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As the title says, I would like to evaluate the following limit given that $a_n \rightarrow b < \infty$: $\lim_{n \rightarrow \infty} \frac{(a_{n+1})^{n+1}}{(a_n)^n}$ (I am assuming that the limit would evaluate to $b$.)

If $n$ is taken sufficiently large enough, then $|a_n - b|< \epsilon$. Hence, $a_n \in (b-\epsilon, b+\epsilon)$. Hence,

\begin{align*} \frac{(a_{n+1})^{n+1}}{(a_n)^n} &= a_{n+1}\frac{(a_{n+1})^n}{(a_n)^n} \\ &= a_{n+1} \frac{(b+\epsilon)^n}{(b-\epsilon)^n} \\ &= a_{n+1} \frac{b^n + \binom{n}{1} b^{n-1}\epsilon + \cdots + \binom{n}{n} \epsilon^n}{b^n - \binom{n}{1} b^{n-1}\epsilon + \cdots + (-1)^n\binom{n}{n} \epsilon^n} \end{align*}

I am tempted to say that since $b$ term dominates $\epsilon$ terms, the fraction is really equivalent to $\frac{b^n}{b^n}$, but how do I rigorously prove it?


EDIT:

Note that: $$\infty = \lim_{m \rightarrow \infty}\lim_{n \rightarrow \infty} \left(\frac{b+\frac{1}{m}}{b-\frac{1}{m}}\right)^n \neq \lim_{n \rightarrow \infty}\lim_{m \rightarrow \infty} \left(\frac{b+\frac{1}{m}}{b-\frac{1}{m}}\right)^n = 1$$

Is what I have written above a correct approach to the problem?


EDIT: Original motivation of the problem:

Suppose $\mu$ is a positive measure on $X, \mu(X) < \infty, f \in L^\infty(\mu),||f||_\infty > 0, \text{and}$ $$a_n = \int_X|f|^n\,d\mu~~~~~(n=1,2,3,...).$$ prove that$$\lim_{n\to \infty}\frac{a_{n+1}}{a_n} = ||f||_\infty$$

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  • $\begingroup$ As $n\to \infty $ , $\epsilon \to 0$. $\endgroup$ Jun 27, 2021 at 13:42
  • $\begingroup$ Isn't it the other way around? as $\epsilon \rightarrow 0$, $n \rightarrow \infty$. $\endgroup$
    – James C
    Jun 27, 2021 at 13:43
  • $\begingroup$ @LeeMosher I have been thinking for a while, but not sure how to think. Can you provide me a direction how to approach this problem? $\endgroup$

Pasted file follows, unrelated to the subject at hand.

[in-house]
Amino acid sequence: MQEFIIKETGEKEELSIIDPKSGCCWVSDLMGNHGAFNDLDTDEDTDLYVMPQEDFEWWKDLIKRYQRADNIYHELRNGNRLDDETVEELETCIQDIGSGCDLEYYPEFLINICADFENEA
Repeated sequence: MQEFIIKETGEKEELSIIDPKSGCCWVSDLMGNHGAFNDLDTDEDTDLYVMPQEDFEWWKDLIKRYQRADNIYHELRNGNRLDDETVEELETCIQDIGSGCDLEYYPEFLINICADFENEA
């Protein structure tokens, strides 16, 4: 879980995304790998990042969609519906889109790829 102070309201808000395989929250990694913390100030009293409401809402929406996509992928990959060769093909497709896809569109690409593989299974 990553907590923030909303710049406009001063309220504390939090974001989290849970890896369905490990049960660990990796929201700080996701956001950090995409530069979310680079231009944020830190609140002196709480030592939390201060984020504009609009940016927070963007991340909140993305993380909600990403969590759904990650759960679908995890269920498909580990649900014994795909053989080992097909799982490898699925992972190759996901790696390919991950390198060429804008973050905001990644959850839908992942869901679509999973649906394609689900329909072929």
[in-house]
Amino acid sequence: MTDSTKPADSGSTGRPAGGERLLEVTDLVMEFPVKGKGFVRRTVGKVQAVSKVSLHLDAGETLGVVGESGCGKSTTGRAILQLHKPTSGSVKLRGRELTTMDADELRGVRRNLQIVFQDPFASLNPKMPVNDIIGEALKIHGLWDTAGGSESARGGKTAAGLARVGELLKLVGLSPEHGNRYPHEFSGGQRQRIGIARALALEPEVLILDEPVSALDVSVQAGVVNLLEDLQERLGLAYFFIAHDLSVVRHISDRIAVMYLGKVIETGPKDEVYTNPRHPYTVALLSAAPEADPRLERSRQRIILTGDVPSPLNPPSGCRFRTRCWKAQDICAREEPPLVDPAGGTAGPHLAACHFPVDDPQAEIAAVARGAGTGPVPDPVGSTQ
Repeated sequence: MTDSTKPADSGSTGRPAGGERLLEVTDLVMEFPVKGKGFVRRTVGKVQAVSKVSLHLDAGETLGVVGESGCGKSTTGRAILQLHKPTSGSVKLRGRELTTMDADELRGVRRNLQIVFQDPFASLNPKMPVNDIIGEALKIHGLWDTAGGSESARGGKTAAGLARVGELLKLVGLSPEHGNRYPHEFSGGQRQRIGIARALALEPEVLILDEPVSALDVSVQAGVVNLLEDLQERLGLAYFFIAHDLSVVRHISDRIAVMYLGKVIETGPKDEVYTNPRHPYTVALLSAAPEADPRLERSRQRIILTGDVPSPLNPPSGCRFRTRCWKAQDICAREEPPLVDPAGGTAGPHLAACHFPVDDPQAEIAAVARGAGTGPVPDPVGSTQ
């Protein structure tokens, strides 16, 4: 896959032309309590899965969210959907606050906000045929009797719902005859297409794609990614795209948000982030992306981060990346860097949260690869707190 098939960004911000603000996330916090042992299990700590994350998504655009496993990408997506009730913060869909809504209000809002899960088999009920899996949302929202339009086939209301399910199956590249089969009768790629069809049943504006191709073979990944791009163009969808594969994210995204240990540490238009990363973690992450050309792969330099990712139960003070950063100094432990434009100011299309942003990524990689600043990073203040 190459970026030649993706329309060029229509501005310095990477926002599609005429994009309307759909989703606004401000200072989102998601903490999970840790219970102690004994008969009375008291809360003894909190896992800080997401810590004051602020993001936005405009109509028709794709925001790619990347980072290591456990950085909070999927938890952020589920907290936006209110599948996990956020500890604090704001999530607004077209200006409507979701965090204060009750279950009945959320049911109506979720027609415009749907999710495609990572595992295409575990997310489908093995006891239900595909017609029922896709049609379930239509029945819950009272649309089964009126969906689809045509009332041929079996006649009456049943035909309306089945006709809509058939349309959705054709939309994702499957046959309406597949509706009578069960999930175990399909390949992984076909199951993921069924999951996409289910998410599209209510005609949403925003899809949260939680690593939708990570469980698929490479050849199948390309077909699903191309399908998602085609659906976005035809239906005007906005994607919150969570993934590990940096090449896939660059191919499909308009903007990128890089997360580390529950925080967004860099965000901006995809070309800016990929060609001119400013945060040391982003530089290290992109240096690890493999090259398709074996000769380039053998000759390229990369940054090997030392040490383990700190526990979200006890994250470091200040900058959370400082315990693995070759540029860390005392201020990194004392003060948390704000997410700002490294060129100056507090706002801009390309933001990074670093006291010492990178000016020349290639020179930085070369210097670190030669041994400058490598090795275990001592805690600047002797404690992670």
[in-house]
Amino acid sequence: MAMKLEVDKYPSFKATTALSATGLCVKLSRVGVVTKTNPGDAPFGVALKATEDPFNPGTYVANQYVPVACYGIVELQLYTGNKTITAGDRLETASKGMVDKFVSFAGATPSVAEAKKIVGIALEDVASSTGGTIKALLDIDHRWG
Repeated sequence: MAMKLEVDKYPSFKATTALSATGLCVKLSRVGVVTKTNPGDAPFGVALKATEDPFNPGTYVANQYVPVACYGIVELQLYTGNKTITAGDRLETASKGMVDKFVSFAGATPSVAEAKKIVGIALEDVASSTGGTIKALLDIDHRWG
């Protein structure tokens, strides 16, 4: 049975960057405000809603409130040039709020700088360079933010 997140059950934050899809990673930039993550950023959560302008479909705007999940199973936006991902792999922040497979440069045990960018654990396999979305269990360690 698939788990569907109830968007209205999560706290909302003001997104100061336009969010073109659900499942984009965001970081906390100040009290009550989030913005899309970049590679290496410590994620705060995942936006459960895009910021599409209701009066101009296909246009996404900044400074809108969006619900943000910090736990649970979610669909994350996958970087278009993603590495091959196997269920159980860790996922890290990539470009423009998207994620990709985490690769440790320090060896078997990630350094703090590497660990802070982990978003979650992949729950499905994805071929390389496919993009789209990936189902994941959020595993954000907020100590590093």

– James C
    Jun 27, 2021 at 13:51
  • $\begingroup$ @paulpogba not exactly. $a_n$ approaches $b$ as $n\to \infty$ and as you are writing it as $b\pm \epsilon$ then $\epsilon \to 0$ $\endgroup$ Jun 27, 2021 at 14:16
  • $\begingroup$ @LeeMosher Now, the answer is found. However, I am interested in hearing your approach to the problem. What point of convergence property are you highlighting at? $\endgroup$
    – James C
    Jun 27, 2021 at 14:51

3 Answers 3

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Let $a_n:=1+\frac 1{2n}(1-(-1)^n)$, i.e. $a_{2n}=1$ and $a_{2n+1}=1+\frac 1n$. Then the quantity of interest is $A_n:=\frac{a_{n+1}^{n+1}}{a_{n}^{n}}$ has two subsequences converging to $e$ and $1/e$, respectively for even and odd values of $n$. Thus $\lim_{n\to+\infty} A_n$ may not exist.

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Similar to Giulio. Let $$ a_n = 1 + \frac{(-1)^n}{\sqrt{n}} $$ Then $a_{n+1}^{n+1}/a_n^{n}$ has subsequences converging to $0$ and to $+\infty$.

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Here is an approach revealing why the limit need not always exist and how we can evaluate the limit given the sequence $a_n$.

$$\frac{(a_{n+1})^{n+1}}{(a_n)^n} =a_{n+1}\left[1+\left(\frac{a_{n+1}}{a_n}-1\right)\right]^n $$ $$=a_{n+1}\left[1+\left(\frac{a_{n+1}}{a_n}-1\right)\right]^{\frac{1}{\frac{a_{n+1}}{a_n}-1}(\frac{a_{n+1}}{a_n}-1)(n)}$$

Therefore, $\frac{(a_{n+1})^{n+1}}{(a_n)^n}$ approaches $$b\exp\left(\frac{L}{b}\right)$$ where $$L=\lim \limits_{n \to \infty} {(a_{n+1}-a_n)n}$$ assuming it exists. Clearly we cannot decide on $L$ as it can be $0$ or $\infty$ or may not exist.

Further, you cannot conclude out of temptation (referring your question) because the limit in the fraction is of form $1^{\infty}$.

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  • $\begingroup$ Thank you. This is what I was wondering about. $\endgroup$
    – James C
    Jun 27, 2021 at 16:17
  • $\begingroup$ Not that I followed that, but $b\exp(L/b)$ can't be right unless $L=0$. Because the Cesaro-Stolz theorem shows that if $\lim a_{n+1}^{n+1}/a_n^n=\alpha$ then $\lim a_n=\alpha$. $\endgroup$ Jun 27, 2021 at 17:11
  • $\begingroup$ Yes you are right. If $\frac{(a_{n+1})^{n+1}}{(a_n)^n}$ has a limit, then $L=0$ as $L$ can take value either infinity or zero ($L$ has to exist as the whole limit exists and so $L=0$). $\endgroup$
    – AGH
    Jun 28, 2021 at 15:07

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